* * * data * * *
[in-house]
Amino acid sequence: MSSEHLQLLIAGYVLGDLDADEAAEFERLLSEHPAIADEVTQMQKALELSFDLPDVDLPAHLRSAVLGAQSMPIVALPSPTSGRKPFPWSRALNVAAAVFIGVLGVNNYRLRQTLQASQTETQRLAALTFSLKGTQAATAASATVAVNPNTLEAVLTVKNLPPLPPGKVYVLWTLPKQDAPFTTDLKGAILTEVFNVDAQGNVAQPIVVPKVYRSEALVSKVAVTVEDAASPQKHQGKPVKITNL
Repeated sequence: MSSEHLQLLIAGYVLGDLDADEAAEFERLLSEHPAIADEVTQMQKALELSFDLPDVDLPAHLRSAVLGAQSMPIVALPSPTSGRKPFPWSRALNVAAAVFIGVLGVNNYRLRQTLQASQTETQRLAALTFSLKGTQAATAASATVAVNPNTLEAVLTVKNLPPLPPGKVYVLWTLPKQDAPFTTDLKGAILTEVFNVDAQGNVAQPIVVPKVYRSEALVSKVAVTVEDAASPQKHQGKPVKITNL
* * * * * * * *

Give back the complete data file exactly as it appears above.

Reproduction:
[in-house]
Amino acid sequence: MSSEHLQLLIAGYVLGDLDADEAAEFERLLSEHPAIADEVTQMQKALELSFDLPDVDLPAHLRSAVLGAQSMPIVALPSPTSGRKPFPWSRALNVAAAVFIGVLGVNNYRLRQTLQASQTETQRLAALTFSLKGTQAATAASATVAVNPNTLEAVLTVKNLPPLPPGKVYVLWTLPKQDAPFTTDLKGAILTEVFNVDAQGNVAQPIVVPKVYRSEALVSKVAVTVEDAASPQKHQGKPVKITNL
Repeated sequence: MSSEHLQLLIAGYVLGDLDADEAAEFERLLSEHPAIADEVTQMQKALELSFDLPDVDLPAHLRSAVLGAQSMPIVALPSPTSGRKPFPWSRALNVAAAVFIGVLGVNNYRLRQTLQASQTETQRLAALTFSLKGTQAATAASATVAVNPNTLEAVLTVKNLPPLPPGKVYVLWTLPKQDAPFTTDLKGAILTEVFNVDAQGNVAQPIVVPKVYRSEALVSKVAVTVEDAASPQKHQGKPVKITNL